FOXBORO -- The fourth preseason game is typically cast aside as little more than a tune-up for the reserves of the NFL. Starters usually participate very little, if at all, rendering it in the eyes of fans as the most meaningless of the meaningless games played each summer.

But there are still cuts to be made. The Patriots are like every other NFL club in that they must soon shrink their roster from 75 players to 53, and their coach Bill Belichick said this week that there was still time for certain individuals to compete for jobs.

That meaningless fourth preseason game, as it turns out, could mean a great deal to a handful of Patriots.

"I think we still have a lot of decisions to make," Belichick said. "There are a lot of decisions that we still need to make. What will affect those decisions, I don’t know – a practice, a game, other circumstances that right now maybe aren’t even in play. Maybe something will happen over the next few days that right now we’re not taking into consideration, but we will have to.

"And again, 53-man spots are one thing, practice squad spots are another thing. You’re talking about going from 75 to 53 plus eight. Maybe there is an injured player in there somewhere. It’s really not that many."

Here are a few other notes from Belichick's press conferences this week . . .

On the leadership shown by Patriots safety Devin McCourty, who saw time at corner in preseason game No. 2 against the Saints but has since been shifted back to his role at safety: "I think the older players look up to him," Belichick said. "I think everybody looks up to him. Devin, like [Jerod] Mayo, which is unusual, was a captain in his second year on the team. You usually don’t see that. It certainly takes a pretty special person to do that, earn that kind of respect from his teammates. So, I think Devin’s communication, his position flexibility, his work ethic, his toughness, his dependability are all huge positives that are appreciated by everybody in the organization – players, coaches, veteran players, rookie players , all the people in the organization that work with him – training staff, equipment staff – everybody. He’s a huge plus."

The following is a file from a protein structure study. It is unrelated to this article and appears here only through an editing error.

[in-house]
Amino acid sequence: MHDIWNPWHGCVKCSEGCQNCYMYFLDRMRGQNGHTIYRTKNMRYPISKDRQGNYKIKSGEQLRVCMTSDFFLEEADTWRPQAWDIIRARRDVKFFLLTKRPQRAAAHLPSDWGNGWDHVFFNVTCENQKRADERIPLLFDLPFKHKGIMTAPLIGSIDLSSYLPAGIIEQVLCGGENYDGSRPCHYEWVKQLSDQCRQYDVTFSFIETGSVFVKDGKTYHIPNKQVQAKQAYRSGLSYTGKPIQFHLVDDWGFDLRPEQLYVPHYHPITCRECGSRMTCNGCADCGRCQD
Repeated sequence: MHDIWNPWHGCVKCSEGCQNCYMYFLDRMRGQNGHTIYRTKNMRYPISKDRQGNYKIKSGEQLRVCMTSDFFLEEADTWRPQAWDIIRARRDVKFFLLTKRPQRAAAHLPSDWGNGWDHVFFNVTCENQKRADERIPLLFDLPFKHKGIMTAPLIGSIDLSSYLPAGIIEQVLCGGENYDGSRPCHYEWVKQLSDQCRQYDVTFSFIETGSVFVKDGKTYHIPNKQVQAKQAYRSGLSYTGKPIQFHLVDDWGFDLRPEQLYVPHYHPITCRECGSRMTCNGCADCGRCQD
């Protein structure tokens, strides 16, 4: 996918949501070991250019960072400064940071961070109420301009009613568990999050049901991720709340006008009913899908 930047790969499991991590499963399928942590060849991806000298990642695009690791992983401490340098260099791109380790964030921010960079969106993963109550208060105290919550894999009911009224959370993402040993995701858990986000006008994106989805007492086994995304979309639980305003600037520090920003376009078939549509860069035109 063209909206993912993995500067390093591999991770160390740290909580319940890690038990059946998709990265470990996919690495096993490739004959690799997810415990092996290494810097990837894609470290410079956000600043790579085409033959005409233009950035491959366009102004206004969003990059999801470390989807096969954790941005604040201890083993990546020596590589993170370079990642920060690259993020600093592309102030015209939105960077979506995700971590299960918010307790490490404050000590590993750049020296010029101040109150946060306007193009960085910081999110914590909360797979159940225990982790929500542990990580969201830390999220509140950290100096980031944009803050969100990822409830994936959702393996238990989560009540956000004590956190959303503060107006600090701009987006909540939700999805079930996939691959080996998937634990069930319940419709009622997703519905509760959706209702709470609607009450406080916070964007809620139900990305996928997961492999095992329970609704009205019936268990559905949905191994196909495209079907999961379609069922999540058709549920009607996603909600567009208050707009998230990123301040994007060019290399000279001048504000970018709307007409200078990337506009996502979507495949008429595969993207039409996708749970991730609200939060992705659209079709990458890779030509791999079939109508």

On assistant to the Patriots coaching staff and former Cleveland general manager Mike Lombardi, who has helped Belichick in a variety of roles, including providing the front office with information on former Browns like running back Dion Lewis and linebacker Eric Martin: "Mike has been a big help to me personally and definitely some of the experience that he has, some of the guys that he’s familiar with . . . are good examples of guys that there’s very little film on from last year. You can’t see them, but he was familiar with those guys and [Brian] Tyms from the year before. When you’ve been with a player – I’ve done that before – you change organizations, you’re with a player, you know the guy, regardless of what anybody else knows that wasn’t on that team, and sometimes those players can have a fit or not have a fit depending on what the new team was.

"When I came here from Cleveland after the 1995 season, guys like [Pio] Sagapolutele, Tom Tupa, [Chad] Eaton was another guy, that if you have a knowledge of those players, then sometimes it kind of helps you identify somebody that might fit if you have a need there . . . When I left the Giants and went to Cleveland, it was kind of [like] the situation with [Matt] Stover. Stover didn’t play at all for us. [Matt] Bahr was the kicker with the Giants in 1990. [Stover] went on to have a pretty good career with the Browns and the Ravens – whatever it was – 20 some years. There are guys like that sometimes you don’t really . . . If you’re with a guy, you know a lot more about him than the other teams that don’t have that opportunity. I’ve asked Mike to do some things on an individual [basis] – projects or things that I’ve asked him to do – and he’s done a great job of that for me."